Tuesday, September 11, 2012
"It's not what you look at that matters, it's what you see."
-Henry David Thoreau
I am not anxious about aging. My best days are not behind me; they are ahead. I truly believe that life is what you make it, or rather, life is how you perceive it. I feel like I am getting way better with age. I finally have the independence AND the wisdom to enjoy it. I have learned (and will continue to learn) who and what needs to be in my life. Challenges present learning opportunities--even when the challenges really suck--instead of road blocks. I have learned so much about myself over the past couple of years. Today I start my 34th year of life, and I plan on it being the best year yet.
Last night, I got done working at 11 p.m. and then I popped in a yoga DVD. I finished just after midnight, ringing in my birthday with an excellent yoga session. While I was practicing, I thought about what I would like the next year to bring. I made some promises to myself for the next year.
I promise that I will never apologize for being who I am. I have struggled throughout my life with not feeling like I'm good enough, whether it be centered around my body or my achievements. Now I know I am just fine the way I am, and no one will ever make me apologize for or feel bad about being myself.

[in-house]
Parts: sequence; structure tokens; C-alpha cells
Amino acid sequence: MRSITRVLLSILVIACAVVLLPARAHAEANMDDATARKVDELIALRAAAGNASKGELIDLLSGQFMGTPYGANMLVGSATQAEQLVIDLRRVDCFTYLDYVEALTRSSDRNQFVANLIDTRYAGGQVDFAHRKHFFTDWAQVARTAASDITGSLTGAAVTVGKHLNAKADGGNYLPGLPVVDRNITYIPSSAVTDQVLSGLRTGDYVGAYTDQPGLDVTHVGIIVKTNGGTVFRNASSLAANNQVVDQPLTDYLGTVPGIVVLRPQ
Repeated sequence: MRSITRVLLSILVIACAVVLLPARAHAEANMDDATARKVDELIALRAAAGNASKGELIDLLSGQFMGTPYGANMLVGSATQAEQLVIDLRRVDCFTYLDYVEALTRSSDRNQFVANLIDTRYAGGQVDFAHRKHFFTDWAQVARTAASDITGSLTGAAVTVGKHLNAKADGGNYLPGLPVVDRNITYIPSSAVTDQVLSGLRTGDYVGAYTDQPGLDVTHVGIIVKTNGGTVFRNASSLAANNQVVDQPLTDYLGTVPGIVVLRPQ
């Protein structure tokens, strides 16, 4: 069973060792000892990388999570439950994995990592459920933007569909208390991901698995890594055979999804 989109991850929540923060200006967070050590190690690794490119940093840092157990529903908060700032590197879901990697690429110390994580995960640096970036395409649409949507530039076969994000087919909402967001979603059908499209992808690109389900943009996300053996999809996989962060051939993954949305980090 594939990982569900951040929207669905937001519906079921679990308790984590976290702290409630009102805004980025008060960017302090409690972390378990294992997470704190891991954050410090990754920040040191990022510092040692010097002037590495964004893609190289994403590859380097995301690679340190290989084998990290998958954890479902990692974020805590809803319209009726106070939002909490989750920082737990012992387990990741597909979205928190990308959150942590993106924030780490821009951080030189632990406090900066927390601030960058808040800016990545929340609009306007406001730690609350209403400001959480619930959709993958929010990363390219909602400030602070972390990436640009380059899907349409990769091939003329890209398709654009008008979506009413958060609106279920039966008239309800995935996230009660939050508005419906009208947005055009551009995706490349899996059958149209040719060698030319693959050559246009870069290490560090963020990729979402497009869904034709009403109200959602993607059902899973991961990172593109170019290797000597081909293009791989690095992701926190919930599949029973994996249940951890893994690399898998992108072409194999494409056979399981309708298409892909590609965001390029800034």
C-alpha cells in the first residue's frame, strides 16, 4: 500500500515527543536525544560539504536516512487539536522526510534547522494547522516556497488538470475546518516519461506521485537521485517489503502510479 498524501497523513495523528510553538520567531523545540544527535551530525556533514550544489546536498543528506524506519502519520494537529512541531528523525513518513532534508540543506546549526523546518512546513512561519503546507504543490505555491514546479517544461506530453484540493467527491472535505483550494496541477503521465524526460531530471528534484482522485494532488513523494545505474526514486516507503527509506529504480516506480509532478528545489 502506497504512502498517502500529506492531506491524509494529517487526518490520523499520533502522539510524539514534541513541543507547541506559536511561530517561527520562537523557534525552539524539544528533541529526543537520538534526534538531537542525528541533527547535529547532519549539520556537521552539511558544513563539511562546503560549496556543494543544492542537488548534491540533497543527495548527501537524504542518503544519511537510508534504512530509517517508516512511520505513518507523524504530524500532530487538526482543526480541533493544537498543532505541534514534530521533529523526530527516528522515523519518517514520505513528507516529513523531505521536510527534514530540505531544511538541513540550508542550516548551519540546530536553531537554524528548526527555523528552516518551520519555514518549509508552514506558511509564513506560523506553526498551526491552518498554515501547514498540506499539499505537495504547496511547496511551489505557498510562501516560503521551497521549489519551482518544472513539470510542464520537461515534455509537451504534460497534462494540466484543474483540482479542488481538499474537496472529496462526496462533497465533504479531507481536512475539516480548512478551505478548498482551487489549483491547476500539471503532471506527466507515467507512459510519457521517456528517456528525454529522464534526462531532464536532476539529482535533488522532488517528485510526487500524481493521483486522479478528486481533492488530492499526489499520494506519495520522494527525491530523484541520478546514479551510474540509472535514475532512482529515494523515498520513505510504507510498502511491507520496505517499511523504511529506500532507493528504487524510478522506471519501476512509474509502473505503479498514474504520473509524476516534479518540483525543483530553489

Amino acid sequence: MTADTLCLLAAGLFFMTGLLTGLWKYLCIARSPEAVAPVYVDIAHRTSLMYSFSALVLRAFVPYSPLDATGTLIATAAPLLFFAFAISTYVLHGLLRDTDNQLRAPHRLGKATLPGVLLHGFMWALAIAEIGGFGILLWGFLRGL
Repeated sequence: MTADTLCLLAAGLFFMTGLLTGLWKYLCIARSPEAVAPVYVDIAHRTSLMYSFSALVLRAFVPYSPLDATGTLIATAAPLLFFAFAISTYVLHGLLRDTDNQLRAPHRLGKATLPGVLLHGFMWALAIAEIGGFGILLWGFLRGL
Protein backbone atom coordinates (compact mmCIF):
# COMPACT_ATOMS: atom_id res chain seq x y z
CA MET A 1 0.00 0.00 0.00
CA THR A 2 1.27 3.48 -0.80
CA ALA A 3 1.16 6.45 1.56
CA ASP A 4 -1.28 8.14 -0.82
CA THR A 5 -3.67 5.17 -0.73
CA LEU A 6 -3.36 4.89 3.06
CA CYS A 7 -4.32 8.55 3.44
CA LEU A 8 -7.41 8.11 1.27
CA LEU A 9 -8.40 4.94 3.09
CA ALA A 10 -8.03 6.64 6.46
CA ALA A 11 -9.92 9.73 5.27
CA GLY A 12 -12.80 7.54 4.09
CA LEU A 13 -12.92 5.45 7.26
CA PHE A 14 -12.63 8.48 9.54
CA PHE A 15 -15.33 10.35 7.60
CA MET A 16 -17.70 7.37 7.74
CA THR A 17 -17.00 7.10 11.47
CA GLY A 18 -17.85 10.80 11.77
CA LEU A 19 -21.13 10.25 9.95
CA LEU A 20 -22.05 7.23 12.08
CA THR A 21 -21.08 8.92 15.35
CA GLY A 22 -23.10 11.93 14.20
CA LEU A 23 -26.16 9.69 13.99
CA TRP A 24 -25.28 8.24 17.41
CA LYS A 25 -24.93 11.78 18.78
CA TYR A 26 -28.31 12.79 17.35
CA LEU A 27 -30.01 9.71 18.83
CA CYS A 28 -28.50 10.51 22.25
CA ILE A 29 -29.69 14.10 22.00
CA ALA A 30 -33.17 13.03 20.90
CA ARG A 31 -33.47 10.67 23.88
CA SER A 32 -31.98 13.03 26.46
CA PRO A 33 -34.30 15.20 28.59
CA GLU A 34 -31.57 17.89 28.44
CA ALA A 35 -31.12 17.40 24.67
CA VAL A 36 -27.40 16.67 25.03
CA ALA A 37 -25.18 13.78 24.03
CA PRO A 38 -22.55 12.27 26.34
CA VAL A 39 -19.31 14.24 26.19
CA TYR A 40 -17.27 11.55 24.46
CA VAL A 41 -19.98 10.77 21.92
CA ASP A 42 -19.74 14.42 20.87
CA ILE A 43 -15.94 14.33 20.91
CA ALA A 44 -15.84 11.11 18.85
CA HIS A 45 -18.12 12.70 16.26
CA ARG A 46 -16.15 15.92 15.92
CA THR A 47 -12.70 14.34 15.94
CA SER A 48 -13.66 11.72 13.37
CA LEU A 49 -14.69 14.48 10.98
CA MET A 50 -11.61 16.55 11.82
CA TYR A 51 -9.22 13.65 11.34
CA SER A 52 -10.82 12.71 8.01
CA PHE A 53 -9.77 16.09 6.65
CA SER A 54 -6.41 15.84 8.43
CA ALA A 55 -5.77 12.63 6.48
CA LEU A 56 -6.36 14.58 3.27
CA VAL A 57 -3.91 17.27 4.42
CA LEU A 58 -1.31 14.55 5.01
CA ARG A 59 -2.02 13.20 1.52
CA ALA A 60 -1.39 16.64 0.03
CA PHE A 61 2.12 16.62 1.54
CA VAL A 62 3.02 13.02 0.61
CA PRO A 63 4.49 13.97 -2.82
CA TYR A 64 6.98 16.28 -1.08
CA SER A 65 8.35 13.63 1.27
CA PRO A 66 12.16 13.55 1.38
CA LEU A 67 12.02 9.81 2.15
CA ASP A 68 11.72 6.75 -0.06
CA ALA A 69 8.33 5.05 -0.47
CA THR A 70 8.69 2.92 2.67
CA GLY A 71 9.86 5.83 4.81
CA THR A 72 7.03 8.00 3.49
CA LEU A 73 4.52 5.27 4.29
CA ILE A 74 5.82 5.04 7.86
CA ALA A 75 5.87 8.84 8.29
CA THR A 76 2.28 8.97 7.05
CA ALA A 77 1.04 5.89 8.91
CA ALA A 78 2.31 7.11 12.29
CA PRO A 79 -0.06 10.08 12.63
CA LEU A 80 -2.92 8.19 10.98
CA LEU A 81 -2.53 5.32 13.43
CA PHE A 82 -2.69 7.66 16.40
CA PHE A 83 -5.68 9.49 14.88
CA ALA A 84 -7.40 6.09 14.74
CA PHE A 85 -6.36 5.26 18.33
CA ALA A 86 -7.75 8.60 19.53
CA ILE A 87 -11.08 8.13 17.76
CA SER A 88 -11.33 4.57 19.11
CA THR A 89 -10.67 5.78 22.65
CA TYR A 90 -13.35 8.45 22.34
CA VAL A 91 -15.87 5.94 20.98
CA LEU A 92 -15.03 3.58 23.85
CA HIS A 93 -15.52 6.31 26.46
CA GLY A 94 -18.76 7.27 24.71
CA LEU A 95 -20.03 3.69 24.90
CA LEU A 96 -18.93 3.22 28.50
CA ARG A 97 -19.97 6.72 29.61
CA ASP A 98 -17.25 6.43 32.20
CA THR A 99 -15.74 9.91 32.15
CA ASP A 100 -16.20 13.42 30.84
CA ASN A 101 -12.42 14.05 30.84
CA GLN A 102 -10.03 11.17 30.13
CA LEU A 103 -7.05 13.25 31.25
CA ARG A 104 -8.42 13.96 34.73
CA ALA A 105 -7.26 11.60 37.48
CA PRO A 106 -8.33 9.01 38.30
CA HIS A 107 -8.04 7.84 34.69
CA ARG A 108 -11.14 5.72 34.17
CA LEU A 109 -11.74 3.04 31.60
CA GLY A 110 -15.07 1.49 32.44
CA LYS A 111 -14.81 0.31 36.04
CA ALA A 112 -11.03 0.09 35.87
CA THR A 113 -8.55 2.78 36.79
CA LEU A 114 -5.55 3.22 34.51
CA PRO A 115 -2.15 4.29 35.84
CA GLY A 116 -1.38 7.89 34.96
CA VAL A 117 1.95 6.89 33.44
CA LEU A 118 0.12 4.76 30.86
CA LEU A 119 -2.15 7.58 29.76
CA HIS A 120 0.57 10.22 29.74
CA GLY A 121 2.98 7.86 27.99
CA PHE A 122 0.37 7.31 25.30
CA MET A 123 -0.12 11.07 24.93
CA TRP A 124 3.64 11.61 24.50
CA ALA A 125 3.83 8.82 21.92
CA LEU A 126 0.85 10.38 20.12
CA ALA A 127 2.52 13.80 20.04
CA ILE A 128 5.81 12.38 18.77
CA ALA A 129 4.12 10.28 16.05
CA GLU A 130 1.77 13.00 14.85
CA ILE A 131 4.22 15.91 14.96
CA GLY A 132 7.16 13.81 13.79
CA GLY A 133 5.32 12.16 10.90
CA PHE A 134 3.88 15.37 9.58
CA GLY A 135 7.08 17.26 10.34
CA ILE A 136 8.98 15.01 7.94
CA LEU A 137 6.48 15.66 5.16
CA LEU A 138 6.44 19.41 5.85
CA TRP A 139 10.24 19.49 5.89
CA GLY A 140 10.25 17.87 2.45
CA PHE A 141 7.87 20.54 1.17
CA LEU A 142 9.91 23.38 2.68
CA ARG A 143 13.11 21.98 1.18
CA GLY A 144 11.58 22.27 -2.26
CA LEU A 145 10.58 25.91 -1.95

I will not berate my body. I will embrace the fact that I have a body that can move freely and can be challenged. I am not trying to get my body to look a certain way, I am trying to get my body to function a certain way. If my body is functioning in the highest health that can be achieved, then it does not matter what my current weight is. This slow process of weight loss will be most beneficial in the long run. In the meantime, I will live my life to the fullest without worrying about the number on the scale. It is guaranteed to go down eventually if I keep working hard.
I promise to make each day the best it can be. This means that I fully enjoy the good days, and keep in mind that a bad day is temporary.
Today I will celebrate my birthday by treating myself to a massage, and then lunch with mom, and then spend the evening with my Jiu Jitsu pals. I am having a healthful start to this "new year." The best part about it is, I ENJOY being healthful and the choices that lead to healthful living come naturally now. Binge eating and sitting around are now unnatural to me and rejected by my body and mind. I am the healthiest I have ever been in my life, and will only keep improving.
I wish a most joyful day to you, too!
My motto this year:
Image from http://chixinabasket.tumblr.com/
Sunday, September 09, 2012
...of writing this blog.
It's been like The 3 Stooges 'round these parts this week. First, my dog apparently whacked his tail on something ("happy tail") and then proceeded to chew off the tip of his tail. Normally I try to treat simple stuff myself (I am a vet tech) but it was clear he needed antibiotics. So, we went to the vet on Friday. He now has a giant cone of shame and a bandage on his tail and looks rather pathetic. Now we just need to hope it heals up well and that he doesn't end up needing amputation.
Poor Dugan...the best treatment for happy tail is to put a giant cone on their head and make them very sad...